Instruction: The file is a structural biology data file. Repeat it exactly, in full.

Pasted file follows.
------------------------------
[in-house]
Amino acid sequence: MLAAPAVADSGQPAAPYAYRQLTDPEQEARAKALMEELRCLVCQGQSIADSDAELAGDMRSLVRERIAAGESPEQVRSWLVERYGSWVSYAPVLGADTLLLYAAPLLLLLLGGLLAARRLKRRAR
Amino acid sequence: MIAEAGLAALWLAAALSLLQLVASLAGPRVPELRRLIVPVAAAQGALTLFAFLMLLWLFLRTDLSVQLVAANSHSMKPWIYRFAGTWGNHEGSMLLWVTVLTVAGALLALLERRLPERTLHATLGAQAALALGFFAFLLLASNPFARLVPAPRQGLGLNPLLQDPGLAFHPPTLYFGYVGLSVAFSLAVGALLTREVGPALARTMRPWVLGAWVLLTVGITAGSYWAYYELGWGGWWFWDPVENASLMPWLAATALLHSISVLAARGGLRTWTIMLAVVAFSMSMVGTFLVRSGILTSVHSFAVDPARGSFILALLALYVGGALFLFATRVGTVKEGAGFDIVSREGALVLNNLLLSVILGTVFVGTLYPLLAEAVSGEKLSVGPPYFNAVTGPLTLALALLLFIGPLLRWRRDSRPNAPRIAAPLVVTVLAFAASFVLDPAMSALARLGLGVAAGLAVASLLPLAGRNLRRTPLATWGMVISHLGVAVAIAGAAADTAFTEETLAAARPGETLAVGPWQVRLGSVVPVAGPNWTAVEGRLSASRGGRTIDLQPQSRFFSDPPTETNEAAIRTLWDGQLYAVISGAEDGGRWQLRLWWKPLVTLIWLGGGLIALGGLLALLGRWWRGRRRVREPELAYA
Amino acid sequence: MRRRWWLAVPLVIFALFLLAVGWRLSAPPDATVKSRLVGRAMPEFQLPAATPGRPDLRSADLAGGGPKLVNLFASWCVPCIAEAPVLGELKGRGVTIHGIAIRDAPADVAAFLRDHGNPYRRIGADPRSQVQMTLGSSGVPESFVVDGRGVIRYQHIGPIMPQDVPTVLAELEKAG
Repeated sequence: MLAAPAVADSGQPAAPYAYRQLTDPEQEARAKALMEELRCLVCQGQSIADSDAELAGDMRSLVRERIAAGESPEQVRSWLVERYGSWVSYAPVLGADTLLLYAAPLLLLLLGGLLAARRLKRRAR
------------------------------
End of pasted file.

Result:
[in-house]
Amino acid sequence: MLAAPAVADSGQPAAPYAYRQLTDPEQEARAKALMEELRCLVCQGQSIADSDAELAGDMRSLVRERIAAGESPEQVRSWLVERYGSWVSYAPVLGADTLLLYAAPLLLLLLGGLLAARRLKRRAR
Amino acid sequence: MIAEAGLAALWLAAALSLLQLVASLAGPRVPELRRLIVPVAAAQGALTLFAFLMLLWLFLRTDLSVQLVAANSHSMKPWIYRFAGTWGNHEGSMLLWVTVLTVAGALLALLERRLPERTLHATLGAQAALALGFFAFLLLASNPFARLVPAPRQGLGLNPLLQDPGLAFHPPTLYFGYVGLSVAFSLAVGALLTREVGPALARTMRPWVLGAWVLLTVGITAGSYWAYYELGWGGWWFWDPVENASLMPWLAATALLHSISVLAARGGLRTWTIMLAVVAFSMSMVGTFLVRSGILTSVHSFAVDPARGSFILALLALYVGGALFLFATRVGTVKEGAGFDIVSREGALVLNNLLLSVILGTVFVGTLYPLLAEAVSGEKLSVGPPYFNAVTGPLTLALALLLFIGPLLRWRRDSRPNAPRIAAPLVVTVLAFAASFVLDPAMSALARLGLGVAAGLAVASLLPLAGRNLRRTPLATWGMVISHLGVAVAIAGAAADTAFTEETLAAARPGETLAVGPWQVRLGSVVPVAGPNWTAVEGRLSASRGGRTIDLQPQSRFFSDPPTETNEAAIRTLWDGQLYAVISGAEDGGRWQLRLWWKPLVTLIWLGGGLIALGGLLALLGRWWRGRRRVREPELAYA
Amino acid sequence: MRRRWWLAVPLVIFALFLLAVGWRLSAPPDATVKSRLVGRAMPEFQLPAATPGRPDLRSADLAGGGPKLVNLFASWCVPCIAEAPVLGELKGRGVTIHGIAIRDAPADVAAFLRDHGNPYRRIGADPRSQVQMTLGSSGVPESFVVDGRGVIRYQHIGPIMPQDVPTVLAELEKAG
Repeated sequence: MLAAPAVADSGQPAAPYAYRQLTDPEQEARAKALMEELRCLVCQGQSIADSDAELAGDMRSLVRERIAAGESPEQVRSWLVERYGSWVSYAPVLGADTLLLYAAPLLLLLLGGLLAARRLKRRAR